Dubai: Dubai International Financial Centre (DIFC) said on Wednesday it expects to keep the momentum for the rest of the year after witnessing strong growth in the first half.
In the first six months to June, DIFC said, the number of companies joining the free zone rose to 143, up 16 per cent compared to the same period last year, taking the number to 1,539, the centre said in an emailed statement.
“Dubai and the DIFC as the gateway is reflected in our latest results and initiatives, which represent a major milestone in delivering on the centre’s forward-looking 2024 strategy.” Eisa Kazim, DIFC Governor said in a statement. The plan is to triple the size of DIFC by 2024.
The DIFC is now made up of a record 425 financial services firms, up 11 per cent on year, 914 non-financial services firms, a jump of 22 per cent on year, and 192 retailers, almos flat compared to last year, constituting to 81,300 square feet of leased space. Geographically, the Middle East contributes to 22 per cent of the global firms, with 18 per cent from the European Union, 12 per cent each from the United States and Asia, and 15 per cent from the United Kingdom.
In line with its 2024 strategy, the DIFC employed 21,000 employees, up 14 per cent in the same period last year. The centre plans to target 50,000 employees by 2024. “The rest of 2016 and the next year will remain focused on DIFC’s growth strategy and leverage the momentum of the previous first half,” the DIFC said in a statement. The centre plans to build up its client base, attract fintech companies, and help foster innovation. The centre is working towards creation of “proof of concept” for registering wills on the Blockchain. This project will enable DIFC Courts in providing their services under the tenets of transparency and efficiency.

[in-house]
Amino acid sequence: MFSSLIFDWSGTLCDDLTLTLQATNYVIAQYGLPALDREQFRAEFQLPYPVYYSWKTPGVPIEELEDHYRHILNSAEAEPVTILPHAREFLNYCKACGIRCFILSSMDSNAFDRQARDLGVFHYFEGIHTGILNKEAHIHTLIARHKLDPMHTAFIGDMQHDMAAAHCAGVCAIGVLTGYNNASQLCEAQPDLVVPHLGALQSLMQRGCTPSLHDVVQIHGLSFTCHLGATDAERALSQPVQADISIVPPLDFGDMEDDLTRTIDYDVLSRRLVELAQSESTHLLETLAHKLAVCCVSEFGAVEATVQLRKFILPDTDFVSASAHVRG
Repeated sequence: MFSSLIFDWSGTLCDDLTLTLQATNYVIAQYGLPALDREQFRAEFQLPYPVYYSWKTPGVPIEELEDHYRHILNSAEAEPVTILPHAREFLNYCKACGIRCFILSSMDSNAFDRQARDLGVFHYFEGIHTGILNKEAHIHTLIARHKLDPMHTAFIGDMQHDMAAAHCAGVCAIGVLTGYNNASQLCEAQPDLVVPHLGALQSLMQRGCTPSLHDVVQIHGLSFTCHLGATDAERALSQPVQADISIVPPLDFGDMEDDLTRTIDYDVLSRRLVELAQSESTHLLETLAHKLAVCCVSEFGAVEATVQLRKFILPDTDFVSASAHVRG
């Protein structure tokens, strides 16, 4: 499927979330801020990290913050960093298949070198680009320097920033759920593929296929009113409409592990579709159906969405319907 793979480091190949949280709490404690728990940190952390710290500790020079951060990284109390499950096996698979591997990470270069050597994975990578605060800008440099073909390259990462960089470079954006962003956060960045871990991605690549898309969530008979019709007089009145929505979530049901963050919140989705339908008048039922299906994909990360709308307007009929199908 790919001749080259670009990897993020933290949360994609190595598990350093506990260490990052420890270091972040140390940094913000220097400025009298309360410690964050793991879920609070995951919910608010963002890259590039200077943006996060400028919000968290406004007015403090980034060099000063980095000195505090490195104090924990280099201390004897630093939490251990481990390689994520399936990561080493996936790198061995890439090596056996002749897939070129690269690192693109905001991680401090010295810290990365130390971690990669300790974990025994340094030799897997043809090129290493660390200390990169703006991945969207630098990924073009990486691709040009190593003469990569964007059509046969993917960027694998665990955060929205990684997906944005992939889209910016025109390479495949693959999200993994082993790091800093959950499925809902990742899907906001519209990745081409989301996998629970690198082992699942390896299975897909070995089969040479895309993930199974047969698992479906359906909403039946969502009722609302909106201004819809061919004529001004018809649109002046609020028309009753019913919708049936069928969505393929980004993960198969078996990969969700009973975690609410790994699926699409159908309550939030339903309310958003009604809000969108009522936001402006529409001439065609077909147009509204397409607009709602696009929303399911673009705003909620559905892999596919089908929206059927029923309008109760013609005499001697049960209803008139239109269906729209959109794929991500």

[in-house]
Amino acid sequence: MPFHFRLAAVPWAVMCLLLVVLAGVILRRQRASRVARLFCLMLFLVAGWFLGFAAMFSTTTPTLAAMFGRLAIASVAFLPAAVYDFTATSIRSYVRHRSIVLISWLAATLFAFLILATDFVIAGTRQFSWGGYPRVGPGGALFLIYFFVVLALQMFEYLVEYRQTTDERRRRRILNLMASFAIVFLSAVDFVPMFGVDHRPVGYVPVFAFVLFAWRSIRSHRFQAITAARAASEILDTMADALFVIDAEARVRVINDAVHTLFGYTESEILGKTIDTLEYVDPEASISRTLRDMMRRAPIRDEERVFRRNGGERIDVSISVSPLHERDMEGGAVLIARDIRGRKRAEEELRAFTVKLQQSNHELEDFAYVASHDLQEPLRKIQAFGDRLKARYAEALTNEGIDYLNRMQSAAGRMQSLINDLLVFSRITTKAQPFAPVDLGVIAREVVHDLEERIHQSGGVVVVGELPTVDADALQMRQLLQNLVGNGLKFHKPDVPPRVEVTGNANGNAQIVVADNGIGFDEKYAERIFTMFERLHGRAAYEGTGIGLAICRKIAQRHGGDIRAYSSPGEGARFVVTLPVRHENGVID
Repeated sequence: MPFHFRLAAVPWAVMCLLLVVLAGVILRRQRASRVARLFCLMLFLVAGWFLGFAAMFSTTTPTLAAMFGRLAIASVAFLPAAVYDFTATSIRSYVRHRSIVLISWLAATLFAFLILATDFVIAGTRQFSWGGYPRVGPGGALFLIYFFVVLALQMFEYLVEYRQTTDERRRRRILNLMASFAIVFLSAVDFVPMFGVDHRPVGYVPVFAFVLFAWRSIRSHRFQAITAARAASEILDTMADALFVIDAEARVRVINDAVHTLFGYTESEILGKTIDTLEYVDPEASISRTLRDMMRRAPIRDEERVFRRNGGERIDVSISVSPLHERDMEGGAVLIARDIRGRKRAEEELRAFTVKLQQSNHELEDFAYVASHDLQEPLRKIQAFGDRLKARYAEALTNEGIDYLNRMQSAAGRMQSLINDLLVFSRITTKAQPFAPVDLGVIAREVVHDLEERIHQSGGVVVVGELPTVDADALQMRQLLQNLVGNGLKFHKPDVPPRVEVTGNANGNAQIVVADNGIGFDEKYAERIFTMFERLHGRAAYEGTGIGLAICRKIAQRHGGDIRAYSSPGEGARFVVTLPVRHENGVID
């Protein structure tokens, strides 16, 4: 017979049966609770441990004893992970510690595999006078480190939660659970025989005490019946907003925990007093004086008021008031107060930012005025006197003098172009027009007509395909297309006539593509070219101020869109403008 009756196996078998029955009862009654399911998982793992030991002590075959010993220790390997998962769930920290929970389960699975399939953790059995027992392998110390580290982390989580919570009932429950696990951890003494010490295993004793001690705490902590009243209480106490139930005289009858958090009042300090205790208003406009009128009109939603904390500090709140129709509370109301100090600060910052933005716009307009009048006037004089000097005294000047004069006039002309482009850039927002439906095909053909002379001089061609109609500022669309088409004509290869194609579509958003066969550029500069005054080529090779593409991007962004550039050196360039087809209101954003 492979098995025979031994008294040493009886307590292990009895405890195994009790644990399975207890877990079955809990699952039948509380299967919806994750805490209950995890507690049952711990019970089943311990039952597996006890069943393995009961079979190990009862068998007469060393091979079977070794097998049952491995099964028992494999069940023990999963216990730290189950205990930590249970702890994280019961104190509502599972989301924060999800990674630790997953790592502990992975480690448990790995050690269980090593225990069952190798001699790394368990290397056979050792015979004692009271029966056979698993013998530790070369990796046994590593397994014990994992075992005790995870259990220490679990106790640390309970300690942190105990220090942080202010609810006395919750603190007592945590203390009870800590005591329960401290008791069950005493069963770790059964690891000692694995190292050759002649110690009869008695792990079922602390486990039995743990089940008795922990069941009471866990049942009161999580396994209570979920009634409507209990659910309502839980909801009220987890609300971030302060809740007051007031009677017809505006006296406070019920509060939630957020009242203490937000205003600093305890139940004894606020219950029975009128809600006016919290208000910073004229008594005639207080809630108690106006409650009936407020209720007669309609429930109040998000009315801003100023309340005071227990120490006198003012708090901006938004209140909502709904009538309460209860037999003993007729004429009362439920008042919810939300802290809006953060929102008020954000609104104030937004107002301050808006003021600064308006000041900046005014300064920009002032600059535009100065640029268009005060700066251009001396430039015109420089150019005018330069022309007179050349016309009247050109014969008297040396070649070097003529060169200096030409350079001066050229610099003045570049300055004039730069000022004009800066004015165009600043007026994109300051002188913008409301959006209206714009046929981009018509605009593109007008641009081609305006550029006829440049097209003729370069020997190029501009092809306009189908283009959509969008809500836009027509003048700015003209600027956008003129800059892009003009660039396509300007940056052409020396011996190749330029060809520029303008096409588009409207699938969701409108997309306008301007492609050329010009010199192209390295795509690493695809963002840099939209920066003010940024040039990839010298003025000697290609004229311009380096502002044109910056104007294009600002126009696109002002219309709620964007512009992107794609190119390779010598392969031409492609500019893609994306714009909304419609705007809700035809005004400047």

DIFC aims to facilitate the financial services sector to contribute an estimated 18 per cent to the emirate’s GDP (gross domestic product) by 2024, for which the centre undertook several initiatives. The DIFC focussed on facilitating business transactions, trade and investments across the South-South corridor. The DIFC also undertook a number of highly successful roadshows to international markets, such as China, India, Singapore as well as London and Luxembourg. To achieve this goal, the DIFC has over 90 Memorandums of Understanding (MoUs) in place with jurisdictions in the region and around the world.
“Further efforts are continually underway to expand on this already comprehensive framework of agreements, increasing the ease of doing business,” the DIFC stated.
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One of the big highlights from companies which were registered in the DIFC was HSBC, which announced moving its Middle East headquarters and $40 billion in assets to the centre. The first six months also saw regional banks join the DIFC, including Ahli United Bank Limited, and Bank of Palestine, which set up its first overseas operation. In other key sectors, the centre welcomed its first Indian reinsurance firm, HDFC International Life and Re Company, to its portfolio, along with leading Kuwaiti asset management firm, KAMCO Investment Company, which established its first international office in the DIFC.